Oilseed rape harvest advancing, says DLF

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Oilseed rape crops may have been delayed by the cold winter and spring, but a short flowering period and recent dry weather means they have almost caught up, according to DLF Seeds.

Business development manager Clive Sutton has been travelling the length and breadth of the country examining trials sites, and reckons harvest won’t be far behind normal. “I’ve been looking at our two new varieties; Broadway and Elevation – which are new to the Recommended List this year – and comparing them to other crops in official trials,” he explains.

“While they had a late start, most crops have caught up now and there isn’t a lot of rain forecast for July, which should bring harvest forward to a more normal time. The weather has been a real leveller – most varieties look pretty similar, with the main differences being pod size and architecture.”

Dry weather during flowering allowed for excellent fertility and pollination, so the yield potential is extremely good – providing there is sufficient rain between now and harvest to allow the seeds to swell, says Mr Sutton. “Unless you can irrigate it will be in the lap of the gods. But those varieties with large pods and a large number of seeds per pod – like Elevation and Broadway – will always have better yield potential. An extra 1g in thousand seed weight equates to an extra 15-20% in yield.”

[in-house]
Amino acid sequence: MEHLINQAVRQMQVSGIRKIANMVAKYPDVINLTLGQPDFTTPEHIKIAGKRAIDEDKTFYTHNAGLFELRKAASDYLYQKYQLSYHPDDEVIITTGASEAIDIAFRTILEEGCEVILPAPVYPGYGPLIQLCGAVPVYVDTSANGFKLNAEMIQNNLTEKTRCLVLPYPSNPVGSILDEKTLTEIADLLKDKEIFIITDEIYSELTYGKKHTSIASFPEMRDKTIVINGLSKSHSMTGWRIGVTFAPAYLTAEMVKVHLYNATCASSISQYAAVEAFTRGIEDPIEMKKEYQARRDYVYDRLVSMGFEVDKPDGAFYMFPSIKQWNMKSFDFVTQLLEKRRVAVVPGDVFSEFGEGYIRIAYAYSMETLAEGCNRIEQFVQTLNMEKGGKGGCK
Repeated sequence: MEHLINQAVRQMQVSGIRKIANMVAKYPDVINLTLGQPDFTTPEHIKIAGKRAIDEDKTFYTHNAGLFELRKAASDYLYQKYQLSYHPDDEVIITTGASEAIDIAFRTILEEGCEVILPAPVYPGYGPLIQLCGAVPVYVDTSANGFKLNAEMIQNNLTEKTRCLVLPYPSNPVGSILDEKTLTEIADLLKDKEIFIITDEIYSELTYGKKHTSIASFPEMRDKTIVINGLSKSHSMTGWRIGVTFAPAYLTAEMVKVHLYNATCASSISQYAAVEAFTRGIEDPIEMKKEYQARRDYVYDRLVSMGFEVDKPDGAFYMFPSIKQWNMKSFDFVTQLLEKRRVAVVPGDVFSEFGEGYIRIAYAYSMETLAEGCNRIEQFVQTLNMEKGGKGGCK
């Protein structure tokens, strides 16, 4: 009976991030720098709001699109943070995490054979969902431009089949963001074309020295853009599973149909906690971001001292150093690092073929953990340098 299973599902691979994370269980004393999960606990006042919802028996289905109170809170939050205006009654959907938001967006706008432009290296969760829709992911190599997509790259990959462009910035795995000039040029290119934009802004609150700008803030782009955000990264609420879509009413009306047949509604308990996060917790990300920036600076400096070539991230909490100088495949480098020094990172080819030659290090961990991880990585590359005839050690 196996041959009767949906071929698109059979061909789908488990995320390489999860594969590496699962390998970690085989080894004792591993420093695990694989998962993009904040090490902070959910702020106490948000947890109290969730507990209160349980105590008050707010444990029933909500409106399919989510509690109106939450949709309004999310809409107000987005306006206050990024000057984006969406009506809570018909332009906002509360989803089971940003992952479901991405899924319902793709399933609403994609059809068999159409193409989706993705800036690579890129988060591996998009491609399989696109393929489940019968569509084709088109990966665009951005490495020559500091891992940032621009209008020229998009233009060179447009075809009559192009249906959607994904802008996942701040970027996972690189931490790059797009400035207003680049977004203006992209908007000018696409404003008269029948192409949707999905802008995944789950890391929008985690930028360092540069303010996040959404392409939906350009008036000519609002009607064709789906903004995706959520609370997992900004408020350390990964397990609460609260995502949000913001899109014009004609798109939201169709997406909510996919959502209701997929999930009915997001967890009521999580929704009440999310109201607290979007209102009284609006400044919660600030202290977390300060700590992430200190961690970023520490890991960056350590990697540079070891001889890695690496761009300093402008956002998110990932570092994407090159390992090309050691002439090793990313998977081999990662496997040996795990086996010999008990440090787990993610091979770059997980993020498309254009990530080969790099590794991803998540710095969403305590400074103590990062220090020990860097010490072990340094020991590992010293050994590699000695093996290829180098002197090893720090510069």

In southern England, the flowering period lasted around two weeks, while in Scotland it managed three and half weeks against an average of five and a half weeks in a normal year. “This means a lot of late flowering varieties finished prematurely, so have fewer pods,” explains Mr Sutton. “Most crops are also shorter than normal. But they look extremely well – Broadway is looking better by the week. I’m very pleased with the way both varieties are looking and am pretty confident we’re going to get good results from the trials.”

Oilseed rape also has an extraordinary capability to compensate for difficult conditions, he adds. “Those crops which are shorter will allow more light into the lower canopy which will benefit pod fill. It also means they should be easier to combine, and could be combined direct rather than swathing, to save on harvest operations.”


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